A short little story exemplifying the kind of moral and ethical traumas that still confront many Germans and Austrians today: yesterday we went to visit an old friend, Jutta (I have changed their names here). We met her through American friends in Vienna when we lived here in 1980-81. Her husband Johann was a painting conservator at one of the museums–through him I was able to view several Renaissance paintings in the process of restoration, which was a thrilling experience. Johann and Jutta and their children lived an hour by tram from the city, in a lovely old building with a fantastic garden. They were a very interesting pair: Johann was from peasant family and a die-hard Communist of the gentlest, most idealistic kind. He was much more political than she, who was raised in the DDR and was most interested in alternative education (their children all went to non-traditional schools) and organic gardens. In America, these two would have been ”back to the landers” of the most committed sort. The children, I remember, were encouraged and supported to go and help the Nicaraguans during the Daniel Ortega days. We had only stayed in touch by occasional Christmas letters, and I hadn’t communicated with them around the time that The Berlin Wall came down, but I’m sure it was a bitter disappointment for Johann. He died in the early 2000s after a long illness.
Jutta still lives in the same house, has several grandchildren, whom she sees from time to time. She still lives a very simple life, with no television or computer, does interesting artwork, re-writes fairy tales, and until last year worked with children who have learning disabilities. In other words, an old-fashioned, generous humanist who believes art and peaceful occupations can help the world become a better place. I can’t imagine she has ever had an enemy or a violent thought in her life. But here comes the burden of the German past: a few years ago, her older brother, already in his 60s, decided he wanted to know what their father did during the war. He fell at the Russian front when Jutta was 5 and her brother was 10; her mother never talked about him or what he had done once he left their home in a region of Eastern Germany in 1939. They knew he had done something administrative ”somewhere in what is now Poland”, but that was all. In the age of the internet, where everything is online, more information was not hard to find. Another sibling did a simple search, and found specific documents talking about their father. He had been appointed as the administrator of an Eastern region of Germany, in 1939–a very telling year. After having the documents online translated from Polish, the siblings found out the horrible truth: their father had been responsible for the organization of the deportation of 6,000 Jews from ”his” region to the concentration camps, and had written that he did this in such a way as to not ”disturb” the German people.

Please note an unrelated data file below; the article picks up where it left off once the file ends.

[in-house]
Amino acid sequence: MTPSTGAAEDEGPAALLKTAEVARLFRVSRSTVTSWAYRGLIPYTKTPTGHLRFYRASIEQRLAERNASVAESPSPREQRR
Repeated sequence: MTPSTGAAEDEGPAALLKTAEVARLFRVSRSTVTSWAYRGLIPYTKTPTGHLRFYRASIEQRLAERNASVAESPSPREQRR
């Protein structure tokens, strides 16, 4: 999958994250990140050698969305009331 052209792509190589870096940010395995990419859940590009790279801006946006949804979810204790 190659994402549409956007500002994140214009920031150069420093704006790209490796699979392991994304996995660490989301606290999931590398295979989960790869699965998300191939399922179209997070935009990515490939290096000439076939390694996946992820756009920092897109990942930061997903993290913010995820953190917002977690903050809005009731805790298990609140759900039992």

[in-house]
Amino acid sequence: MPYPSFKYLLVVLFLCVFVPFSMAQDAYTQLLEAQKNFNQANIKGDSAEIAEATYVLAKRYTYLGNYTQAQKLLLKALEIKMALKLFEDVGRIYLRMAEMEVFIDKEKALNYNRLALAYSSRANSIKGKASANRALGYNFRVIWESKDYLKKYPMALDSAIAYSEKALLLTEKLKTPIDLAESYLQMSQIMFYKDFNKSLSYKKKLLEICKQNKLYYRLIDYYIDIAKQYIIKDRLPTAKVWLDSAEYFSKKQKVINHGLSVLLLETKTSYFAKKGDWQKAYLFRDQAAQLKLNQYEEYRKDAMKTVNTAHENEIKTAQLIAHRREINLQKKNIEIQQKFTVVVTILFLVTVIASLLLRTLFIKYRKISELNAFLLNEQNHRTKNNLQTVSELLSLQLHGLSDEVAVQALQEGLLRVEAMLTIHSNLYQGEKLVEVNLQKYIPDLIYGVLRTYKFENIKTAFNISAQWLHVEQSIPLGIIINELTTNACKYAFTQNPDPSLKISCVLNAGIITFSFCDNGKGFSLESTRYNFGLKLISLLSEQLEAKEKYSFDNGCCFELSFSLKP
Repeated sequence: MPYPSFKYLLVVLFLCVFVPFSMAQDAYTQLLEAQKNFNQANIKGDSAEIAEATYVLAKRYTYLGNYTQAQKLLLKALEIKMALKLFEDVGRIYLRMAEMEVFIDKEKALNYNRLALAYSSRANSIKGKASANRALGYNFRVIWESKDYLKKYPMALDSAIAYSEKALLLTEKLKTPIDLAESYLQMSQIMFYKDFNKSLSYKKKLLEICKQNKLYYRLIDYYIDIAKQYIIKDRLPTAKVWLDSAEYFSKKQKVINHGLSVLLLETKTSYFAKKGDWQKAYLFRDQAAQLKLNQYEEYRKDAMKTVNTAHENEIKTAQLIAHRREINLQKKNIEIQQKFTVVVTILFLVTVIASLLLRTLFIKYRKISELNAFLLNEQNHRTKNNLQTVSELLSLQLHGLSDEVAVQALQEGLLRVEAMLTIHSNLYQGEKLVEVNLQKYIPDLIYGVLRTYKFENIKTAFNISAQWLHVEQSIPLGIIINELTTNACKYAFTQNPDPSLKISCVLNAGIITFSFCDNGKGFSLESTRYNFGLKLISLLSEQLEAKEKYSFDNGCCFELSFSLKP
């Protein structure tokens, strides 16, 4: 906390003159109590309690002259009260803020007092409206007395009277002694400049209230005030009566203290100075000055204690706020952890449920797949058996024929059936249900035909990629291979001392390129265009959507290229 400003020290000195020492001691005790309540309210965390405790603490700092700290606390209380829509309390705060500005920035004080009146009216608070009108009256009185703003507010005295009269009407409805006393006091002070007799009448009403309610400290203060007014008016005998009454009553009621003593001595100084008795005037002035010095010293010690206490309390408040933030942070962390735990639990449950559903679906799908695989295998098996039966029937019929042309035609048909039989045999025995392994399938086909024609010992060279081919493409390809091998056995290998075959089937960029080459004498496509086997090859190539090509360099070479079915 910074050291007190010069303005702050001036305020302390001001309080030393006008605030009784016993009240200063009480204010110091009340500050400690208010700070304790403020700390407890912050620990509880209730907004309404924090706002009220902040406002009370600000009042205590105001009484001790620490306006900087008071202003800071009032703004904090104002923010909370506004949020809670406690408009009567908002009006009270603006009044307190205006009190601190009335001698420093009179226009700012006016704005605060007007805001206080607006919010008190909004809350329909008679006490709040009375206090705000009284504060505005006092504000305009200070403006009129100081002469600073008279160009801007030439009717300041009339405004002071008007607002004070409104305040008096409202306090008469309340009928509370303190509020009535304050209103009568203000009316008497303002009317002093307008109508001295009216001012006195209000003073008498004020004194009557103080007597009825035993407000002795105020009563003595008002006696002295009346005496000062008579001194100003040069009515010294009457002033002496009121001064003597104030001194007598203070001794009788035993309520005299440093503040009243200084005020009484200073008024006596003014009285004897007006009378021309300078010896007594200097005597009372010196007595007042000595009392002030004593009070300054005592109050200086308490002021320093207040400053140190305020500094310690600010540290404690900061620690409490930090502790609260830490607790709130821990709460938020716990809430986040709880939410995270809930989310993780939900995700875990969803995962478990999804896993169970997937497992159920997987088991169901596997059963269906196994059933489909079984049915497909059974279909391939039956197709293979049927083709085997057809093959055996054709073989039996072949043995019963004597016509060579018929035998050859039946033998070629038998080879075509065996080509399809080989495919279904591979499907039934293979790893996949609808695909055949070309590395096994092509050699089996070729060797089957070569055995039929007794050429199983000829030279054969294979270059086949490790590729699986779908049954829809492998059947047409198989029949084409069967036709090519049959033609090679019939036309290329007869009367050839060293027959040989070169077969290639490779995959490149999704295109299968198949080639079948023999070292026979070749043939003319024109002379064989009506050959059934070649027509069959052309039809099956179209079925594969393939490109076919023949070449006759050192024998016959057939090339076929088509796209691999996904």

This was, understandably, shattering news to the siblings, who knew nothing about this. Jutta said that one time while doing a report in high school, she had asked her mother about her father during the war, and she had simply said, ”Es war alles damals zu hart”–it was all too tough at the time. Just imagine learning this about your own father after so many years. Did the mother know? Did she want to know? Did any of the women want to know? As Jutta said, most Germans tried to forget the past and rationalize the atrocious events of the time by saying they were just living their lives, and that they really didn’t know what was happening. But here were these good people learning that their own flesh and blood willingly and actively participated in the atrocities. ”It’s actually a blessing for us all that he died in the war,” Jutta said. It is no wonder that people have only begun to face this painful past in the last few years, and why so many Germans simply did not want to talk about any of it. I really feel for Jutta–this is now a horrible burden that this good woman must carry with her for the rest of her life.